• enPR: prə-found′, IPA: /pɹəˈfaʊnd/


  1. Descending far below the surface; opening or reaching to great depth; deep.
    • 1667, John Milton, Paradise Lost
      A gulf profound as that Serbonian bog
  2. Very deep; very serious
  3. Intellectually deep; entering far into subjects; reaching to the bottom of a matter, or of a branch of learning; thorough
    a profound investigation
    a profound scholar
    profound wisdom
  4. Characterized by intensity; deeply felt; pervading
    • 1603-1604, William Shakespeare, Measure for Measure
      How now! which of your hips has the most profound sciatica?
    • 1860, Henry Hart Milman, History of Latin Christianity : including that of the popes to the pontificate of Nicholas V.
      Of the profound corruption of this class there can be no doubt.
    • 2019, Shelina Janmohamed, Long before Shamima Begum, Muslim women were targets, in the Guardian.
      It’s probably one of the reasons the Shamima Begum case is having such a profound impact; one-dimensional stereotypes about Muslim women already run so deep.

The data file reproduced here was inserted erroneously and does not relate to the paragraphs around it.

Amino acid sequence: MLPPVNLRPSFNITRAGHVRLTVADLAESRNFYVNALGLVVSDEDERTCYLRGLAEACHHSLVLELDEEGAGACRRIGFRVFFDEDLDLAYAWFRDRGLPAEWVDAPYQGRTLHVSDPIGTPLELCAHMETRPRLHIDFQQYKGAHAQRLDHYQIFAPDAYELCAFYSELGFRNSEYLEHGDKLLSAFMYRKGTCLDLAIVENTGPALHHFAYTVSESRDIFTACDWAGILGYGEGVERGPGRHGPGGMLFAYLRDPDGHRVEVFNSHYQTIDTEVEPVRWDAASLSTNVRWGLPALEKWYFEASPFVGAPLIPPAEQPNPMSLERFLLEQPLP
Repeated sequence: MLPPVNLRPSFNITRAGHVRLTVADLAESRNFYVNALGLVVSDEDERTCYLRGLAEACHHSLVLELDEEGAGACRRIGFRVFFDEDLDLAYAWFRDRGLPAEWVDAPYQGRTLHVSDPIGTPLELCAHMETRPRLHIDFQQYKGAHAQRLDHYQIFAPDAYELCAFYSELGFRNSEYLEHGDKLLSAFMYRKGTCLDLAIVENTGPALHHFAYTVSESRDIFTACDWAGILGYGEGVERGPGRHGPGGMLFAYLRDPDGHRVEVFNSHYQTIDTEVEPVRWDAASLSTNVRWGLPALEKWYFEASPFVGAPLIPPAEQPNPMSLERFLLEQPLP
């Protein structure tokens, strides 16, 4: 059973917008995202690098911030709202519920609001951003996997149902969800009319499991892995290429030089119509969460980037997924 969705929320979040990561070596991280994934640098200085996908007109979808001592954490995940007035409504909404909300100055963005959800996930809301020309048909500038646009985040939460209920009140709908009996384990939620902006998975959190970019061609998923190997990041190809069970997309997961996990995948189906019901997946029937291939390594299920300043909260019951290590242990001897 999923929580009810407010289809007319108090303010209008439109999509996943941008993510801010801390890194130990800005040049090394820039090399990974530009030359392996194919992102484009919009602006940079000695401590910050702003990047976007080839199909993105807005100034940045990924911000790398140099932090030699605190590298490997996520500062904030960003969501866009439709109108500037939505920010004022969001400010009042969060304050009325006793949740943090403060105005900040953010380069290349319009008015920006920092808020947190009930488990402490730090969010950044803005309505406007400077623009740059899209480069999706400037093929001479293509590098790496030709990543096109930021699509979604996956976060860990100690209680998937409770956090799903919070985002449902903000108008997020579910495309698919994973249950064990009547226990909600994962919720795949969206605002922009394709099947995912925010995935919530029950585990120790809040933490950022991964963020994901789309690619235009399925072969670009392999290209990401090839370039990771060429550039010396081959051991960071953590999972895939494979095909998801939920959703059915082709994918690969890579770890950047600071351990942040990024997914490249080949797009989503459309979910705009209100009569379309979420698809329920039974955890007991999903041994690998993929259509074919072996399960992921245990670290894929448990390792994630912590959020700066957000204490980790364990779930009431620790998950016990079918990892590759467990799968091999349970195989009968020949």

5. Bending low, exhibiting or expressing deep humility; lowly; submissive
    • 1848, William Makepeace Thackeray, Vanity Fair
      And with this, and a profound bow to his patrons, the Manager retires, and the curtain rises.
    • 17th century, Brian Duppa, Holy Rules and Helps to Devotion
      What humble gestures! What profound reverence!
Translations Translations Translations Translations
  • Russian: ни́зкий

profound (uncountable)

  1. (obsolete) The deep; the sea; the ocean.
    • 1638, George Sandys, A Paraphrase vpon the Divine Poems, [;view=fulltext Exodvs 15]:
      God, in the fathomlesse profound / Hath all his choice Commanders drown'd.
  2. (obsolete) An abyss.
    • 1674, John Milton, Paradise Lost (Book II), 976-980:
      ...if some other place, / From your dominion won, th' Ethereal King / Possesses lately, thither to arrive / travel this profound. Direct my course...

profound (profounds, present participle profounding; past and past participle profounded)

  1. (obsolete) To cause to sink deeply; to cause to dive or penetrate far down.
  2. (obsolete) To dive deeply; to penetrate.
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